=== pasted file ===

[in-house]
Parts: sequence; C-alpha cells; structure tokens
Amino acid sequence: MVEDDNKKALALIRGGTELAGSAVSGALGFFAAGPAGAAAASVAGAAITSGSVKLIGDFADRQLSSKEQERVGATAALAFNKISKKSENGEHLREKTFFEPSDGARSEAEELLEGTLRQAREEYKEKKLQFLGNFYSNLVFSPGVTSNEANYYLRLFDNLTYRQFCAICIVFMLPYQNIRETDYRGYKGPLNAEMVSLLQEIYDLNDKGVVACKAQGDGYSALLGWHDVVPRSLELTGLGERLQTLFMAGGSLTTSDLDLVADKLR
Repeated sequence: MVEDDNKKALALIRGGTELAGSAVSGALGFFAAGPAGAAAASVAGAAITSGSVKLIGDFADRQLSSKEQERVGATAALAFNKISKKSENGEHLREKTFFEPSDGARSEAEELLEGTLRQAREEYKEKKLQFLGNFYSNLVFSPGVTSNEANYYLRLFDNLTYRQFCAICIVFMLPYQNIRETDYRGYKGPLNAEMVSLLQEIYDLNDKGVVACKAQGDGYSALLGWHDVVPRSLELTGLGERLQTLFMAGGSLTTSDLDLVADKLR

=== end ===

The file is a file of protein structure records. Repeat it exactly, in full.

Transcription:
[in-house]
Parts: sequence; C-alpha cells; structure tokens
Amino acid sequence: MVEDDNKKALALIRGGTELAGSAVSGALGFFAAGPAGAAAASVAGAAITSGSVKLIGDFADRQLSSKEQERVGATAALAFNKISKKSENGEHLREKTFFEPSDGARSEAEELLEGTLRQAREEYKEKKLQFLGNFYSNLVFSPGVTSNEANYYLRLFDNLTYRQFCAICIVFMLPYQNIRETDYRGYKGPLNAEMVSLLQEIYDLNDKGVVACKAQGDGYSALLGWHDVVPRSLELTGLGERLQTLFMAGGSLTTSDLDLVADKLR
Repeated sequence: MVEDDNKKALALIRGGTELAGSAVSGALGFFAAGPAGAAAASVAGAAITSGSVKLIGDFADRQLSSKEQERVGATAALAFNKISKKSENGEHLREKTFFEPSDGARSEAEELLEGTLRQAREEYKEKKLQFLGNFYSNLVFSPGVTSNEANYYLRLFDNLTYRQFCAICIVFMLPYQNIRETDYRGYKGPLNAEMVSLLQEIYDLNDKGVVACKAQGDGYSALLGWHDVVPRSLELTGLGERLQTLFMAGGSLTTSDLDLVADKLR